Building Maven release for two or more OS

Maintaining product with a long history is not an easy work. And definitely we have really long history. In the glorious time of concurring the world of software industry, when programming was the job of the toughest man and women, our company had an impressing portfolio of supported operating systems. Browsing the sources of native components, I found the following comment in the Makefile

Impressing list, but the only one which is supported 25 years later is Linux. And also we added MS Windows. And… we switched to little bit more recent technologies.

After all this years only very small pieces of native code was left, the core product was rewritten in Java, but we still had a dozen C files. And the binaries produced by this files was consumed by product build as artifact and everything was great until the day when small change was introduced. And I found that I can’t produce release version of binaries, but only snapshot. The reason — same code was built on 2 Jenkins nodes on different OS and it was producing artifacts with same name and groupId, but different classifier. At my first glance this should not be a problem, but the artifactory where the releases was published was not on the same opinion. Oh, the overwrite of releases is forbidden and we are publishing pom files. So all release plugins was kicked off the list of possible solutions. Another constraint — we have pretty old Jenkins, which can’t be upgraded at this moment, because we are using some corporate plugins and here is the place when I’m recalling the Catch 22 — you can’t upgrade Jenkins because you have outdated plugins, so you can’t update plugins, because you have outdated Jenkins. So forget about Jenkins plugins.

Damn. Looks like dead end.

You can split the project into Windows and Linux one. But then you will need to maintain two repos.

Well, what is the release procedure? In short — you are checking you are not using snapshot dependencies, you are tagging the code in the SCM and than you are building the artifacts from this tag. So how to workaround this? I didn’t found smarter way than tag the SCM with temporary tag, build the snapshot, if the build is successful rename temporary tag to the release one and than publish the artefacts. But we can’t install Jenkins plugins, remember? So here is how it happens.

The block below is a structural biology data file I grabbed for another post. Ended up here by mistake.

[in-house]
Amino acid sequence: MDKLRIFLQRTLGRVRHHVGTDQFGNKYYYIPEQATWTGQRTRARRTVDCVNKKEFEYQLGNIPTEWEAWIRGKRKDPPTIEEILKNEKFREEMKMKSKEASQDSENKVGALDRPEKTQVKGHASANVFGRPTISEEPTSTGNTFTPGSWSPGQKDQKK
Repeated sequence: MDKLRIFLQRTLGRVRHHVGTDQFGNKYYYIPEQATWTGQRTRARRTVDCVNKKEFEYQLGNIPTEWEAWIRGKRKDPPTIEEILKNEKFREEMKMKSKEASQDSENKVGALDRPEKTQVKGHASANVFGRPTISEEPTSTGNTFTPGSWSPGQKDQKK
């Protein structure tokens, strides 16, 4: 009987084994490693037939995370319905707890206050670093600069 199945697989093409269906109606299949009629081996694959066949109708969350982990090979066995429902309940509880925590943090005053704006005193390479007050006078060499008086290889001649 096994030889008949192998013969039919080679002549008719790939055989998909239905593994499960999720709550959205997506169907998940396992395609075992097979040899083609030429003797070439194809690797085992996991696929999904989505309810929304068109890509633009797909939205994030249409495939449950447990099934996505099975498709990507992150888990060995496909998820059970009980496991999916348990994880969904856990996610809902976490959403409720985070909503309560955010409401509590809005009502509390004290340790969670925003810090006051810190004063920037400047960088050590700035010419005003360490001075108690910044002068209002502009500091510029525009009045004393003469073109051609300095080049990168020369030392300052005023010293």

Checkout and tag:

stage (‘Tag’){
node (“centos-7-x64”) {
stage (‘Checkout’) {
cleanWs()
checkout([$class: ‘GitSCM’,
branches: [[name: ‘*/master’]],
userRemoteConfigs: [[url: ‘https://gitserver/project.git', credentialsId: ‘3d4814fe-bdf1–4e08–909a-cda9d0557461’]]
])
withCredentials([usernamePassword (credentialsId: ‘3d4814fe-bdf1–4e08–909a-cda9d0557461’, usernameVariable: ‘GIT_USERNAME’, passwordVariable: ‘GIT_PASSWORD’)]) {
sh ‘’’if [ ! -d .git ]; then mkdir .git; fi
git config — local http.sslVerify “false”
git config — local credential.username builder
git config — local credential.helper “!f() { echo username=\\$GIT_USERNAME; echo password=\\$GIT_PASSWORD; }; f”
git tag ${GITTAG}-op
git push origin ${GITTAG}-op
git config — local — remove-section credential’’’
}
}
}
}

Why?

  • Jenkins git plugin does not work out fine with tags.
  • You should create .git directory before repository checkout if you want to save local settings.
  • We don’t use ssh key, because we don’t want permanent credential storage in “plaintext”

Next step build on Linux and Windows:

stage('Build') {
parallel (
'Linux': {
node ("centos") {
cleanWs()
checkout([$class: 'GitSCM',
branches: [[name: 'refs/tags/${GITTAG}-op']],
userRemoteConfigs: [[url: 'https://gitserver/project.git', credentialsId: '3d4814fe-bdf1-4e08-909a-cda9d0557461']]
])
configFileProvider([configFile(fileId: 'org.jenkinsci.plugins.configfiles.maven.GlobalMavenSettingsConfig1461312644881', variable: 'MAVEN_SETTINGS_XML')]) {
sh '''mvn --batch-mode -s $MAVEN_SETTINGS_XML versions:set -DnewVersion=${GITTAG}-SNAPSHOT -DprocessAllModules -DgenerateBackupPoms=false
mvn --batch-mode -s $MAVEN_SETTINGS_XML -U -X clean deploy'''
}
}
},

'Windows': {
node ("windows") {
cleanWs()
checkout([$class: 'GitSCM',
branches: [[name: 'refs/tags/${GITTAG}-op']],